Will the future bring us the teleportation devices of "Star Trek" or the sinister machines of the "Matrix"? Theoretical physicist Michio Kaku of the City College of New York says that many of the things that were once the domain of science fiction - cars that navigate rush-hour traffic on their own, wallpaper that can switch colors when you remodel, an elevator that takes you into outer space - are already here, or well on their way. His book "Physics of the Future," published in March, looks at how the advancement of our understanding of the laws of physics will transform computers, artificial intelligence, biotechnology, space travel and the very ways in which we experience the world.
Q: Why do computers seem to get stronger, faster and sexier every year?
A: What's driving this huge explosion is Moore's law. Moore's law simply says computer power doubles every 18 months, almost like clockwork. That's why the number of genes we can sequence doubles about every year and a half.
But silicon cannot sustain its computability down to the atomic scale. When you cram that many transistors into a chip that's smaller than a fingernail, it gets so hot that the chip melts. So it does mean computer power will slow down. If that progress stagnates, it will stunt the growth of the Internet, and of the economy. The world economy depends on that growth. After 20 years, Silicon Valley could become a rust belt.
We physicists are trying to create the post-silicon era - atomic computers, quantum computers, DNA computers, protein computers - but none of them are really ready for prime time yet.
Q: How do you see technology affecting our everyday lives, decades into the future?
A: The research in computers and nanotechnology is racing forward to the point that chips will cost about a penny. Bubblegum wrappers will cost more. The Internet will be everywhere, including in your contact lenses - when you blink, you'll go online. When you see somebody, it will display their image and biography. And if they speak to you in another language, it will translate to English in subtitles. In the future, you'll know exactly who to suck up to in any cocktail party.
You'll go to a doctor several times a day - when you go to the toilet. This is going to revolutionize how we diagnose disease. Take pancreatic cancer: Aretha Franklin has it; so does Steve Jobs. Normally it's considered highly aggressive. We now know that's not true. Scientists have discovered it's slow-growing, taking 20 years to grow in the body, but only in the last few years do you feel anything. Chips in toilets will look at proteins emitted from cancer colonies of just 100 cancer cells decades before a tumor actually forms - which means the word "tumor" could disappear from English language.
Q: Are there aspects of our lives today that that you think our children and children's children will look back on and see as backwards, or even barbaric?
A: Take a look at chemotherapy. It's a horrible process - your hair falls out, you vomit - but it's a necessity to fight cancer. In the future, we'll have nanoparticles that can zap cancer cells, individually, one by one. Those are molecules that home in on cancer cells like smart bombs. In one trial, they were found to be 90 percent effective against tumors. When we have the capability to knock out cancer cells one by one, we will view chemotherapy like we view the leeches and bloodletting of a hundred years ago.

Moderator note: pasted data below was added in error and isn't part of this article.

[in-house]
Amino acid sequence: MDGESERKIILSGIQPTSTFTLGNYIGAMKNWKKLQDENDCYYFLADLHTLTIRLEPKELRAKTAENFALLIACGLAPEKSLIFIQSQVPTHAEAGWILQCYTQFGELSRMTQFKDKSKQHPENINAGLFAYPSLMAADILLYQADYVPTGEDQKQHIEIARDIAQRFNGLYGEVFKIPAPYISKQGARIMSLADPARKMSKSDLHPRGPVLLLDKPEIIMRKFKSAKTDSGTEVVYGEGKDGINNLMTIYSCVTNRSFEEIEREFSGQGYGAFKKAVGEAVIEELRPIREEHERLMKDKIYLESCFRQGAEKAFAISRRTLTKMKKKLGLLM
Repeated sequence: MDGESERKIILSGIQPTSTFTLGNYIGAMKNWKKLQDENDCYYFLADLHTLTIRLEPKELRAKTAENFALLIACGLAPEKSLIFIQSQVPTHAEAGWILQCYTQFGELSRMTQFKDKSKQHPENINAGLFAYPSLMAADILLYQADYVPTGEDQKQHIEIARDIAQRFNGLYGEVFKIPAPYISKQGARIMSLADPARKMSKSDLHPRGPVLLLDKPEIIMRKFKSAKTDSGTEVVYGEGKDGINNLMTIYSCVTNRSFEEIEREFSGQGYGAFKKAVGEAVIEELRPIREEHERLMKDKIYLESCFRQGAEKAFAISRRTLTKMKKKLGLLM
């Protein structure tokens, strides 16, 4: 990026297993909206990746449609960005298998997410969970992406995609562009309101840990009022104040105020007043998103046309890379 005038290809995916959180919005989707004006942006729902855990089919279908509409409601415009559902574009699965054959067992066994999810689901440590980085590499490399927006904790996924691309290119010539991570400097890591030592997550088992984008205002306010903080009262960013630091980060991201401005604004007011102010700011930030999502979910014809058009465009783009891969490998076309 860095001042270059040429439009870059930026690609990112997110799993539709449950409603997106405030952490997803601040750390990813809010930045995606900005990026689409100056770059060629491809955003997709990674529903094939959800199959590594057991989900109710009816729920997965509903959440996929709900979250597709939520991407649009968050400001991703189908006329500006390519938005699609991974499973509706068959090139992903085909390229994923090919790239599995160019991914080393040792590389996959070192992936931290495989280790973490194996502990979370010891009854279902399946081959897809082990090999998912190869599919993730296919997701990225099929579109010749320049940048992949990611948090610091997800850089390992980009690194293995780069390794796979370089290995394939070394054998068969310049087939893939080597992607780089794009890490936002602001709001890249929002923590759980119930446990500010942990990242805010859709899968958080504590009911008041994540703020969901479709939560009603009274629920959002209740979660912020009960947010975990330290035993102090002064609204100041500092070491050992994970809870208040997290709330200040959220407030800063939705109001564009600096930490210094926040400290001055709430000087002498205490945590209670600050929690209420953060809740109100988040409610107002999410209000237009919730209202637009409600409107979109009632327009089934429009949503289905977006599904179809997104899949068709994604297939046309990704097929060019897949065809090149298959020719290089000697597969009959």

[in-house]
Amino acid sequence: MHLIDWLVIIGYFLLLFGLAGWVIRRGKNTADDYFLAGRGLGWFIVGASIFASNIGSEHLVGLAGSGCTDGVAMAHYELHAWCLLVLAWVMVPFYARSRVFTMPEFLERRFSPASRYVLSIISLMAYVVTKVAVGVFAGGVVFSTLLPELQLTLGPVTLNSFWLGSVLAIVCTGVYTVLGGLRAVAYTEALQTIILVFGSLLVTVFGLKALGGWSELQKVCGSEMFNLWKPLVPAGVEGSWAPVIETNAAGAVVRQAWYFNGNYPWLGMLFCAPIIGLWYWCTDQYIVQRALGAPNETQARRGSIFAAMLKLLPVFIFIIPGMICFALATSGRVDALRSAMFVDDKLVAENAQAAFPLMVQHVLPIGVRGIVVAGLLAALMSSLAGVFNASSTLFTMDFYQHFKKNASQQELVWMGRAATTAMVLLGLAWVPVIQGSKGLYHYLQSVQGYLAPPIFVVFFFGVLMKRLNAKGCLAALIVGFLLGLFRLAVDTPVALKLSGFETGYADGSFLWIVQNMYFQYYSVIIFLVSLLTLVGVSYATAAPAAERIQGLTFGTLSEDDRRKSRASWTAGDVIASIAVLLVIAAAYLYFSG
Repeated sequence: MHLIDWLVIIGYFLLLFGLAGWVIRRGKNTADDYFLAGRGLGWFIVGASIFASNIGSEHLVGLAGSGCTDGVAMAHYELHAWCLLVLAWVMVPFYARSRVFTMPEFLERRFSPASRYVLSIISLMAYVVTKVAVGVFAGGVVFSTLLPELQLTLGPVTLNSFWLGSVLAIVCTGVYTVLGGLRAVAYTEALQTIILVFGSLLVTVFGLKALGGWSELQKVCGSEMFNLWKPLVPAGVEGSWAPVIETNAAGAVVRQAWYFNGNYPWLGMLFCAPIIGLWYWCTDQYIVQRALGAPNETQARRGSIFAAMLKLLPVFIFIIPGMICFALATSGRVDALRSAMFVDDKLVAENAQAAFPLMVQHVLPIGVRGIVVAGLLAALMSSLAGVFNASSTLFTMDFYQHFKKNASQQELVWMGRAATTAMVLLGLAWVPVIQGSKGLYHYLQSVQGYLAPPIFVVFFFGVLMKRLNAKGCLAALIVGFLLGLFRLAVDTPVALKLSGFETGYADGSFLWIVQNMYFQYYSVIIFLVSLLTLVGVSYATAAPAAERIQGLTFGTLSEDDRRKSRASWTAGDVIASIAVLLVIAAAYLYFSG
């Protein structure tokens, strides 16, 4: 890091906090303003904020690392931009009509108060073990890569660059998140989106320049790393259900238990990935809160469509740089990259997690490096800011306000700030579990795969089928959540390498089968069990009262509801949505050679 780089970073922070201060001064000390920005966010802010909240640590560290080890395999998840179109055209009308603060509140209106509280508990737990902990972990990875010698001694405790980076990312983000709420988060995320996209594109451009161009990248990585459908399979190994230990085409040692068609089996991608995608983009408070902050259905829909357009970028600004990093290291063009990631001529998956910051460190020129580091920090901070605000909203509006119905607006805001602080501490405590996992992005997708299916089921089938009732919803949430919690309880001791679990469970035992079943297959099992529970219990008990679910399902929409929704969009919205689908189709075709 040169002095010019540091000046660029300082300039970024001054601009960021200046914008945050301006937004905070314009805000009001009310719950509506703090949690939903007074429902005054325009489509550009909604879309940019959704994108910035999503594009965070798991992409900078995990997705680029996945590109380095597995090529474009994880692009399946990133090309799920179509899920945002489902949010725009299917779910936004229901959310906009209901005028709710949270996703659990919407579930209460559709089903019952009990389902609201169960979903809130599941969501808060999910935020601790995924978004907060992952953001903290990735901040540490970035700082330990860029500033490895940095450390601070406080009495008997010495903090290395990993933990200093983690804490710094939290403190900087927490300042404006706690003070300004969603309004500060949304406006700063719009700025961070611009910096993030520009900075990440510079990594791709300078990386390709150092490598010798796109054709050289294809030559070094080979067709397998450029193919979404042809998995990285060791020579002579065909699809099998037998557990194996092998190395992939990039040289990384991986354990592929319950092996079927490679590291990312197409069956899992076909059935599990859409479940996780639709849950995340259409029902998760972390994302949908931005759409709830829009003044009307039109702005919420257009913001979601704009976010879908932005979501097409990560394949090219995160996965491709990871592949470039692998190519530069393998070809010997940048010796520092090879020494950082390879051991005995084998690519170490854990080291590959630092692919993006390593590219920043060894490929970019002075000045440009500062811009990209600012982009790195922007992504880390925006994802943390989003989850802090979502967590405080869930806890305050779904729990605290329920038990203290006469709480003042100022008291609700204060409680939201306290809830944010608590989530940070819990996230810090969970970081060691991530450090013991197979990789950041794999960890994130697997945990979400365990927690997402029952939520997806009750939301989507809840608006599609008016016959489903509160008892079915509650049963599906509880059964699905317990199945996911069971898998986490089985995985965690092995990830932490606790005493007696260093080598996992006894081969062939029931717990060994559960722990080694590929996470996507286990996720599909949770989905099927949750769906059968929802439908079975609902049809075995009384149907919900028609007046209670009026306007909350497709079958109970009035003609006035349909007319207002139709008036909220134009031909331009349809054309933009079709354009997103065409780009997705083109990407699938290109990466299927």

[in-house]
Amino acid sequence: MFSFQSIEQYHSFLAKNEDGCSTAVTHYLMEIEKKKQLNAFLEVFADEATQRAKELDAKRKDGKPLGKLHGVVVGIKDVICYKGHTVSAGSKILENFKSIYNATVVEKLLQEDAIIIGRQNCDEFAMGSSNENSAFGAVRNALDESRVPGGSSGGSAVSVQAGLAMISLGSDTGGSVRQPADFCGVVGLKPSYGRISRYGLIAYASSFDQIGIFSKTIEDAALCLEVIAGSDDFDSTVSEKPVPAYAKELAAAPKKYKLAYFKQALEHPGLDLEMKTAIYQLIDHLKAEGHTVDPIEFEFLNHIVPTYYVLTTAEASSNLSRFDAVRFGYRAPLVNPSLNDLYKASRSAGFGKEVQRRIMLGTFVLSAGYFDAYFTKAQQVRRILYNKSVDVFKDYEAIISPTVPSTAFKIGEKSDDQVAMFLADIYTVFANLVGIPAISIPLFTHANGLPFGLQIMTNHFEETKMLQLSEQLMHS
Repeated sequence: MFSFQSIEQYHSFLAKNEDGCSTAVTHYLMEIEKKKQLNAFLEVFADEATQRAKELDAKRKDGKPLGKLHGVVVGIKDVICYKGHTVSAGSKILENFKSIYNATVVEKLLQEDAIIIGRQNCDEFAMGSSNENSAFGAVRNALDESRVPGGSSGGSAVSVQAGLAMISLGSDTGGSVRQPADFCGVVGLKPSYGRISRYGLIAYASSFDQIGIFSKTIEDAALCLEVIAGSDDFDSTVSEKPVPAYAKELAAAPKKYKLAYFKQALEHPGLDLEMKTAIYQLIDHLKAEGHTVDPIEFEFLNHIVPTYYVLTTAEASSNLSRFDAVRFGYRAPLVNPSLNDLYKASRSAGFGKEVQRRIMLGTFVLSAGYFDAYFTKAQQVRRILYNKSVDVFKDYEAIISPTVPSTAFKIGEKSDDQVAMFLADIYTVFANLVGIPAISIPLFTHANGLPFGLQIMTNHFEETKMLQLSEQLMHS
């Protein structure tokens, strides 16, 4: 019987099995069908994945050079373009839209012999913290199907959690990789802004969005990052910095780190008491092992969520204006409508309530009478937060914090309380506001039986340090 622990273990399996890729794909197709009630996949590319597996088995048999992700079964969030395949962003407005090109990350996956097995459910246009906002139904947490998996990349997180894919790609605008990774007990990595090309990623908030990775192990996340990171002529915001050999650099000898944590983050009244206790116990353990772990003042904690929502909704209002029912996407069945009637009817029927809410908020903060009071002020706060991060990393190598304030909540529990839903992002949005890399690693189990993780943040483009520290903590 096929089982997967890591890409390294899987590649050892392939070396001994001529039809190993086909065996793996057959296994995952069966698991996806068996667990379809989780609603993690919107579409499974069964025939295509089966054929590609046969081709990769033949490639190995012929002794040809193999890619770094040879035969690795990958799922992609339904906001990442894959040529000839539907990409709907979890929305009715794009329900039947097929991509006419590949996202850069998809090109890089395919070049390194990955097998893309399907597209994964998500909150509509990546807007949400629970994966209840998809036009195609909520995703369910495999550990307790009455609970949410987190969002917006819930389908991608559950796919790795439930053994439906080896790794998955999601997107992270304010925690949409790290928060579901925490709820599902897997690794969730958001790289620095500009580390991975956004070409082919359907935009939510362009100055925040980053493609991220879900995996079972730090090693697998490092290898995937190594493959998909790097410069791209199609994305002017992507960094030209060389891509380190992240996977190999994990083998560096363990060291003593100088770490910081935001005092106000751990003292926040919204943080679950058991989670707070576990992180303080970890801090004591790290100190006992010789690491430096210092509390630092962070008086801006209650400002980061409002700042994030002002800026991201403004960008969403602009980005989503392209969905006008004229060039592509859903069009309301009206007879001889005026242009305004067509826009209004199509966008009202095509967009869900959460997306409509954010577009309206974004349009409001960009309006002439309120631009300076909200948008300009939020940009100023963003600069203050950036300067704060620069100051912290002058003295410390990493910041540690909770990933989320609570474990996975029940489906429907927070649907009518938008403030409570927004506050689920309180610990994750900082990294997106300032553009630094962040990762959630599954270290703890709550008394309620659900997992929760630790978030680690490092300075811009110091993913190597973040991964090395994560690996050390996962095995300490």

Q: How has the approach toward nanotechnology changed as we've learned more about nature?
A: When nanotechnology was first thought about 20 or 30 years ago, people thought about building mechanical robots, scissors that were the size of molecules ... that original dream never panned out. It's very difficult to make things that tiny.
The original dream of a full-fledged robot the size of a molecule that could attack cancer cells - that's 100 years from now. Right now, we're using tricks to zero in on cancer cells and kill them. We know these nanomolecules are too large to fit though the walls of healthy cells but they can get through the large raggedy holes of cancer-cell walls and kill them. So that takes advantage of a loophole in Mother Nature.
Here's another example. If we want to build nanobots - robots that cut, splice, weld - well, Mother Nature created one, called the ribosome. It cuts fragments of organic molecules at certain points, joins them at others, just like a welder. We scientists are not good at duplicating that. It took nature millions of years to perfect that machinery, so some scientists are trying to go with the flow and use that natural cutting and splicing ability for our purposes.
Q: A lot of the technologies you've looked at are the stuff of science fiction. Are there any science fiction writers who you think were best able to predict the future?
A: Jules Verne (author of "20,000 Leagues Under the Sea," published in 1869, has probably the greatest record for hitting it right on the dot. He predicted the moon program to within 10 percent accuracy: the size of the capsule, that it would take three days to reach the moon, that the launch would be in Florida and the splashdown would be in the ocean. The only thing he missed was the fuel source - and that's because liquid fuel was not invented until decades later.
That's because he would always talk to any scientists or engineers passing through Paris. He was up-to-the-minute on every scientific breakthrough.
He wrote that Paris in the 20th century would, instead of small shacks, have huge glass skyscrapers. Instead of horses, there would be cars. Instead of communicating by yelling out of your window, there would be fax machines. So he got right every prediction of the 1960s.
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